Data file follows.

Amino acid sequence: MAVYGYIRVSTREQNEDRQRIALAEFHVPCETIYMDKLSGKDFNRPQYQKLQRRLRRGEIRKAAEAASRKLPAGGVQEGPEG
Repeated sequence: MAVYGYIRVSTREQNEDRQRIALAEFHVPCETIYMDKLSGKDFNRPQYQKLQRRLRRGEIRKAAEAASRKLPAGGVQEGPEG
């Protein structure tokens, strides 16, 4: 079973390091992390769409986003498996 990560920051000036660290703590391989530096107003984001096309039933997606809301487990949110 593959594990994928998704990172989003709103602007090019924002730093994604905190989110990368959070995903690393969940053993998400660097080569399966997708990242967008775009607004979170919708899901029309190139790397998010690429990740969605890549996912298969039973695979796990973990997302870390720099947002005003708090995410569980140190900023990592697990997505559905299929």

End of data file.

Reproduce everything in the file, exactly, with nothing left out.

Amino acid sequence: MAVYGYIRVSTREQNEDRQRIALAEFHVPCETIYMDKLSGKDFNRPQYQKLQRRLRRGEIRKAAEAASRKLPAGGVQEGPEG
Repeated sequence: MAVYGYIRVSTREQNEDRQRIALAEFHVPCETIYMDKLSGKDFNRPQYQKLQRRLRRGEIRKAAEAASRKLPAGGVQEGPEG
């Protein structure tokens, strides 16, 4: 079973390091992390769409986003498996 990560920051000036660290703590391989530096107003984001096309039933997606809301487990949110 593959594990994928998704990172989003709103602007090019924002730093994604905190989110990368959070995903690393969940053993998400660097080569399966997708990242967008775009607004979170919708899901029309190139790397998010690429990740969605890549996912298969039973695979796990973990997302870390720099947002005003708090995410569980140190900023990592697990997505559905299929």